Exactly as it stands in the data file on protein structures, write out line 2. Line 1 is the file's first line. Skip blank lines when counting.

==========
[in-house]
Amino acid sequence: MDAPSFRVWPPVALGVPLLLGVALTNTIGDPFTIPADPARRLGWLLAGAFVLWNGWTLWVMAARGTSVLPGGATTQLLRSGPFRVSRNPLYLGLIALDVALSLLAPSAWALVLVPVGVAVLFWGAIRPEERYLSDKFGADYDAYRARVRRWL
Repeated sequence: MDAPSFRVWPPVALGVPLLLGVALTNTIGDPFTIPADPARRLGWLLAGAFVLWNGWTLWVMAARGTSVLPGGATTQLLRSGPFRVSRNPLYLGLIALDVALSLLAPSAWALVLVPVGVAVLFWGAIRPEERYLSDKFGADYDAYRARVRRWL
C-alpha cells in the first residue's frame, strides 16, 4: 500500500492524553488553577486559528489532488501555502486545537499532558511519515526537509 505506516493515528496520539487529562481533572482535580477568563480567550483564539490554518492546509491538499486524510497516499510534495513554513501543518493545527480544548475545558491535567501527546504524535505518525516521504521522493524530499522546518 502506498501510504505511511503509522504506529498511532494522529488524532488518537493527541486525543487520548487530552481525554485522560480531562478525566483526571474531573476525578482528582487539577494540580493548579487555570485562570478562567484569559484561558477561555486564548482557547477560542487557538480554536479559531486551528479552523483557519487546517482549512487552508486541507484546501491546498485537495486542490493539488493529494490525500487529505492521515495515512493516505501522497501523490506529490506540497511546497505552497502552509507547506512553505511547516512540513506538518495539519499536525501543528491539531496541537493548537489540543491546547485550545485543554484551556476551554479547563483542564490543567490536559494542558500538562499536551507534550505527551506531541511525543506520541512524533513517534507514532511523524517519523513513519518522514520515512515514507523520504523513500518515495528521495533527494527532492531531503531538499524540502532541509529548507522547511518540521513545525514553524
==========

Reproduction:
Amino acid sequence: MDAPSFRVWPPVALGVPLLLGVALTNTIGDPFTIPADPARRLGWLLAGAFVLWNGWTLWVMAARGTSVLPGGATTQLLRSGPFRVSRNPLYLGLIALDVALSLLAPSAWALVLVPVGVAVLFWGAIRPEERYLSDKFGADYDAYRARVRRWL